“Sorry, I can’t make progress. I’m chasing perfection.”

Rethinking time-to-insight in today’s dynamic market


Does "Time to Insight" matter?

We are quite sure that we are preaching to the choir when we talk to Insight Professionals about the importance of “Time to Insight”. Meaningful insight is inextricably tied to the larger context in which it is made, and this makes its relevance strongly time-bound.


As Gartner puts it succinctly, “When the context changes, decision-making can’t keep up”. Effective decision-making in today’s complex, fast-changing business world must be “contextual, agile, and continuous to drive good outcomes”.

Given that this is a fairly well-accepted truth, Gartner goes on to say that “Too many business decisions hinge on time-consuming data and analytical models designed for the status quo”. This is the dichotomy that we explore further here. We’ll start with a favorite example of ours.


The story of X and Y

Let’s say X and Y are two food subscription brands eyeing the healthy eating space. Co-incidentally both these brands start their initial planning and launch in June.


X undertakes a market estimation exercise to understand the appeal of their various menu options across different customer segments. Their approach is to make sure they launch with the ideal menu that will appeal to the largest segment in the market. In theory this is a very robust approach to launch their product line. This is typically an 8 –12-week exercise, and X is ready with their findings in September. Armed with these findings, product development begins and X looks to launching in early November.


Y, on the other hand, does a quick check among a focused set of customers, to understand their motivations around healthy food in their current context and quickly launches with a small 5-item menu. Since Y was very aware of the fact that they launched with only a quick assessment, they built feedback as a critical step into their subscription service to validate their hypothesis and gain learnings into expanding their menu. They launch in August with a small menu and hope to iterate and include more items as they go along!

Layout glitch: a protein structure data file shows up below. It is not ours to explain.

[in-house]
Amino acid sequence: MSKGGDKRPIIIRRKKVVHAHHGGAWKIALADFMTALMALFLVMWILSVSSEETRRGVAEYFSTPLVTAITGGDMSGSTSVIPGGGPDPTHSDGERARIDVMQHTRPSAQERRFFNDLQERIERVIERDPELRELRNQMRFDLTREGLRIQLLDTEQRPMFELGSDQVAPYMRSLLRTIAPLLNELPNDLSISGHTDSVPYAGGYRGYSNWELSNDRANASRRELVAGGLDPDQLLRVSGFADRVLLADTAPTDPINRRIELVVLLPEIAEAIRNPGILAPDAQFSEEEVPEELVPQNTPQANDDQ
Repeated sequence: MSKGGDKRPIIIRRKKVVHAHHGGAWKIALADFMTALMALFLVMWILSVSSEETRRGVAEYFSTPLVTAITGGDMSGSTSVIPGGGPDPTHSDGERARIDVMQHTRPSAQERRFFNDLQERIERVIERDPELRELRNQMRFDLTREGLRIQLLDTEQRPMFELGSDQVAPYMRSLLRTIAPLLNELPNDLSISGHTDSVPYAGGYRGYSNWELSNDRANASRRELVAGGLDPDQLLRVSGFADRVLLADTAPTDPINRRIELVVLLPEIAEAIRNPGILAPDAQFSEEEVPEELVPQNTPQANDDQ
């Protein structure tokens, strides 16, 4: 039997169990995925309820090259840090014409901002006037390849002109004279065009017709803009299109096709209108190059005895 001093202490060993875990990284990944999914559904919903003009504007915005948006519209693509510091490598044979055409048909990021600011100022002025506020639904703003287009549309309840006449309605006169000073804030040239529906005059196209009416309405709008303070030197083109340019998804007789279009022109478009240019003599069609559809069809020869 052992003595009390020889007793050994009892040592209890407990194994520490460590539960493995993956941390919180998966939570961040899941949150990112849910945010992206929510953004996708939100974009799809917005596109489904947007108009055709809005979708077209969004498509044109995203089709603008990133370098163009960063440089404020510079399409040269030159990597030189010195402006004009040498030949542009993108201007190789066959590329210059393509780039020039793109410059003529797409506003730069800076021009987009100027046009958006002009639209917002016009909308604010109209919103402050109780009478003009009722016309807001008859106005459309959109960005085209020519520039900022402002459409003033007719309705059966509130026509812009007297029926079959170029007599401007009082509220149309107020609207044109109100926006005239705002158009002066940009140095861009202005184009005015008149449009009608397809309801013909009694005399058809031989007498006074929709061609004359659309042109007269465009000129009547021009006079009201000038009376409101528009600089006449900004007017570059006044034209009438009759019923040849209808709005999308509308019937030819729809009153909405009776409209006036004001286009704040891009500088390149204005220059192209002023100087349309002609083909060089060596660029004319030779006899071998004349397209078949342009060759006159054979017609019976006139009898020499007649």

Meanwhile, X is ready to launch in November as planned, with the ideal menu. There’s just one problem. With Thanksgiving and Xmas around the corner, no one is interested in healthy eating for a while. X needs to now take a call on whether they should continue with their curated menu based on research or go ahead with a completely new menu that is likely to win in the market but has no customer insight to support it. All the investment into robust data-driven decision making gets thrown out the window!


Y, in the meantime, has insight-led iteration built into its processes and is in a better position to continue adding few items temporarily which appeal to a holiday palette without compromising on their health positioning.


Progress or perfection?

This is a hypothetical scenario. But marketers know it cuts close to reality. It evokes a tussle that every insight professional goes through: progress or perfection? It is perhaps as old as that other tussle in the workplace: urgent or important? But this tussle is more challenging for 2 reasons:

  1. We can’t always define the approach that we take towards gaining insight

  2. Data integrity is critical in determining insight quality